Chords… Relative majors and relative minors

The art of modulation or changing key is one that can be greatly enhanced by having a good visual representation of the harmony.  If you can see where it is that you are trying to go, it makes it a lot easier to get there!  Often key changes can sound unconvincing or contrived if they are not prepared properly, however, there are a few simple strategies that will make key changes sound fluid and natural. The golden rule for a standard modulation is that the new key should be preceded by its fifth.  In a SeeChord chart, this simply means that the new key should be approached from above.  Here is an example.

[seeChordViewer src=”/content/Application/Modulation/modulation3-viewer”]

There are two “key changes” in this extract from “We are the Champions” by Queen.  The first is a pretty normal looking modulation to Bb.  This looks ideal as it is not only approached from above, but from two steps above.  This is often referred to as a ii-V-I.  The second modulation is far more unusual, mainly because it follows immediately from the first!  Just as we feel we have arrived in Bb, we are whisked away to F.  It would be far more conventional to start singing “We are the Champions” in Bb.  However, convention never suits geniuses so another modulation is created.   Notice that the second key change is also approached from above, thus giving us the perfect cadence or V-I that we need to make us feel we have arrived in the new key.  If you have an instrument handy, you could try playing this passage without the C7 chord and hear how false the new key of F now sounds. Almost as important as approaching a key change from above is the use of the “Dominant 7th” chord.  Let’s have a look at the extract from Queen again, this time noticing the use of the dominant 7th:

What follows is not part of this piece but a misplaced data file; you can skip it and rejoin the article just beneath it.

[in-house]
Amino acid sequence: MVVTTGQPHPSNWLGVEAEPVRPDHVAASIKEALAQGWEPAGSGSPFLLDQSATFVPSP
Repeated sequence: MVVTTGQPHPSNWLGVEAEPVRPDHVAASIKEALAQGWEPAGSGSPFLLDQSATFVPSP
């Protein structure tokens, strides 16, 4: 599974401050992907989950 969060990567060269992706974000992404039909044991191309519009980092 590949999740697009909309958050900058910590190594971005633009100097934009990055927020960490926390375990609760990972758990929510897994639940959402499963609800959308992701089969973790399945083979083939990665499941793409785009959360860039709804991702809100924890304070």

[seeChordViewer src=”/content/Application/Modulation/modulation4-viewer”]

The dominant 7th chord always comes before the chord of the new key.  To understand more about why this is so important, have a look at the chapter on cadences. If a perfect cadence is used in passing, as part of a sequence of chords, we may not be quite so convinced of the key change. Here is the excerpt from Autumn Leaves.
[seeChordViewer src=”/content/Application/Modulation/modulation5-viewer”]

Here we have what looks like a modulation in the 2nd bar of the piece.  Indeed it could be referred to as a temporary modulation.  However it is not convincing precisely for that reason, that it occurs on a weak part of the phrase.  Our ears are accustomed to hearing cadences and modulations at the ends of phrases, or joining the end of one phrase to the beginning of another as we saw in the extract from “We are the Champions”.  If the same technique is used in the middle of a phrase, we do not attribute it the same importance.  Of course, all this interpretation is happening subconsciously most of the time, which is why it is so crucial to get it right!

The second perfect cadence of this extract happens at the end of the phrase, and even though it is the first time in the piece we have heard that chord, we instantly know that it is the tonic or key of the piece.

It is therefore very important that significant key changes are both prepared by approching them “from above”, and that they are placed in the right place in the music.

Of course this is not the only way to do it… [seeChordViewer src=”/content/Application/Modulation/modulation6-viewer”]

This extract from Robbie Williams’ “Angels” shows the use of a plagal cadence to change key to Bmajor.  In fact this entire sequence seems to go against the falling fifths theory of writing music.  This chord sequence does not sound unusual, in fact it is a real heartstring puller.  The sense of rising up the SeeChord chart reflects rising through the fifths, and can be a highly effective way of creating a fresh feel to a song.

Chords… Relative majors and relative minors